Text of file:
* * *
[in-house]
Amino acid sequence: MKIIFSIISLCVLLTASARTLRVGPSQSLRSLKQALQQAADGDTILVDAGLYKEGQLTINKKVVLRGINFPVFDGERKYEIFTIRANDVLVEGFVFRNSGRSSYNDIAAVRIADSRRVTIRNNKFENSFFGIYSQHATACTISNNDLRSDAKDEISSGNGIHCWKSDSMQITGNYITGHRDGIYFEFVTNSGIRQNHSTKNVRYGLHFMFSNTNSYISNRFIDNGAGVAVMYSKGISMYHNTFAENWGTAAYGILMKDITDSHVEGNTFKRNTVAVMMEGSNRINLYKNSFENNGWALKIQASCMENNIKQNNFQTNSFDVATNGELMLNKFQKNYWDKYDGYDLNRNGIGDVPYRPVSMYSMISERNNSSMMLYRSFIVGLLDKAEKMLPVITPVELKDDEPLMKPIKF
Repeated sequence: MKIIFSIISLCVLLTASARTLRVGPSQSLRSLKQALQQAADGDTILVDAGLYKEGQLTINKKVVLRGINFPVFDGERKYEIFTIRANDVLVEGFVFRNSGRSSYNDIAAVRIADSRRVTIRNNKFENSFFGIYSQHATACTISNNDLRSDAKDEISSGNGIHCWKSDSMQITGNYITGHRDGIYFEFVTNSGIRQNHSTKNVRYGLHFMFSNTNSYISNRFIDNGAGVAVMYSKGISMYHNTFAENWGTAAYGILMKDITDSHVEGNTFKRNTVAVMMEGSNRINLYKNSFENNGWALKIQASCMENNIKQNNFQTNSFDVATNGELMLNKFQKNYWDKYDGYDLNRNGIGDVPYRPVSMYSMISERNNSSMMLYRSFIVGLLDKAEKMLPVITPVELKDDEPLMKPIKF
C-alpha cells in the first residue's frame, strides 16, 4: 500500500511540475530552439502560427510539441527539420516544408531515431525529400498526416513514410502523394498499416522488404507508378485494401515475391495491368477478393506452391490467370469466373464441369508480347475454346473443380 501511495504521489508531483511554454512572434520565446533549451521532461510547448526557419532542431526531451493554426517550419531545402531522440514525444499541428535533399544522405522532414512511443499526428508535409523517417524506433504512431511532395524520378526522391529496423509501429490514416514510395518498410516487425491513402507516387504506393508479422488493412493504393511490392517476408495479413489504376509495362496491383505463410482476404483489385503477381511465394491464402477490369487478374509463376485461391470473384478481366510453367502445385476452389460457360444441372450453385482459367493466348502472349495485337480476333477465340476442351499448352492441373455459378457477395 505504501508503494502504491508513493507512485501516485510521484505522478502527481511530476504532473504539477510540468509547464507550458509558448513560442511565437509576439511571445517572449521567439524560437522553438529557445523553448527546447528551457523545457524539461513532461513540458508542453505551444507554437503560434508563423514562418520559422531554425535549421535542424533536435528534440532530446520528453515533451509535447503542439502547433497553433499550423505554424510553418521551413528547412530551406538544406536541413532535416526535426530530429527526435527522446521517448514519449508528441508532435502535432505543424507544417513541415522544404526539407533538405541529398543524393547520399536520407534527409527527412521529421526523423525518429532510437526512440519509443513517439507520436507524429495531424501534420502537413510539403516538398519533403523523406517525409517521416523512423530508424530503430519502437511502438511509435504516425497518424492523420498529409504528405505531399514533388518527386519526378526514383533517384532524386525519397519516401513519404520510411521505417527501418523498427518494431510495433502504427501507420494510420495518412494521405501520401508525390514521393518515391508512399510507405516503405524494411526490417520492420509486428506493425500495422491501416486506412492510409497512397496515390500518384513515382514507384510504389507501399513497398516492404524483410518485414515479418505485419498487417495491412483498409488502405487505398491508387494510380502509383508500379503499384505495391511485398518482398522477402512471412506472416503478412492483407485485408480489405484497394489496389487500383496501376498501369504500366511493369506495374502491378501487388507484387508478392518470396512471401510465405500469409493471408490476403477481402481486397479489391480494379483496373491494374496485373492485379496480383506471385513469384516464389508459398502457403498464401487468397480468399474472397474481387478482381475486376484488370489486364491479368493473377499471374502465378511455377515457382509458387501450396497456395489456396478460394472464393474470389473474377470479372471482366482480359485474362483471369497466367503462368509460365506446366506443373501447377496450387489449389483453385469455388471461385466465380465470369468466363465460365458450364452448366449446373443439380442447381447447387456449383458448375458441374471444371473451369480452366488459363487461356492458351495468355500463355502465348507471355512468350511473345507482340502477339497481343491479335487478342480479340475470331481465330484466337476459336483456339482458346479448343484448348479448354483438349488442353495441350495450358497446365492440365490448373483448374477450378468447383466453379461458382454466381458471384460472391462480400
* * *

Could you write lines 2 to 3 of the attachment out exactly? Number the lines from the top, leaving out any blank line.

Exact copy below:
Amino acid sequence: MKIIFSIISLCVLLTASARTLRVGPSQSLRSLKQALQQAADGDTILVDAGLYKEGQLTINKKVVLRGINFPVFDGERKYEIFTIRANDVLVEGFVFRNSGRSSYNDIAAVRIADSRRVTIRNNKFENSFFGIYSQHATACTISNNDLRSDAKDEISSGNGIHCWKSDSMQITGNYITGHRDGIYFEFVTNSGIRQNHSTKNVRYGLHFMFSNTNSYISNRFIDNGAGVAVMYSKGISMYHNTFAENWGTAAYGILMKDITDSHVEGNTFKRNTVAVMMEGSNRINLYKNSFENNGWALKIQASCMENNIKQNNFQTNSFDVATNGELMLNKFQKNYWDKYDGYDLNRNGIGDVPYRPVSMYSMISERNNSSMMLYRSFIVGLLDKAEKMLPVITPVELKDDEPLMKPIKF
Repeated sequence: MKIIFSIISLCVLLTASARTLRVGPSQSLRSLKQALQQAADGDTILVDAGLYKEGQLTINKKVVLRGINFPVFDGERKYEIFTIRANDVLVEGFVFRNSGRSSYNDIAAVRIADSRRVTIRNNKFENSFFGIYSQHATACTISNNDLRSDAKDEISSGNGIHCWKSDSMQITGNYITGHRDGIYFEFVTNSGIRQNHSTKNVRYGLHFMFSNTNSYISNRFIDNGAGVAVMYSKGISMYHNTFAENWGTAAYGILMKDITDSHVEGNTFKRNTVAVMMEGSNRINLYKNSFENNGWALKIQASCMENNIKQNNFQTNSFDVATNGELMLNKFQKNYWDKYDGYDLNRNGIGDVPYRPVSMYSMISERNNSSMMLYRSFIVGLLDKAEKMLPVITPVELKDDEPLMKPIKF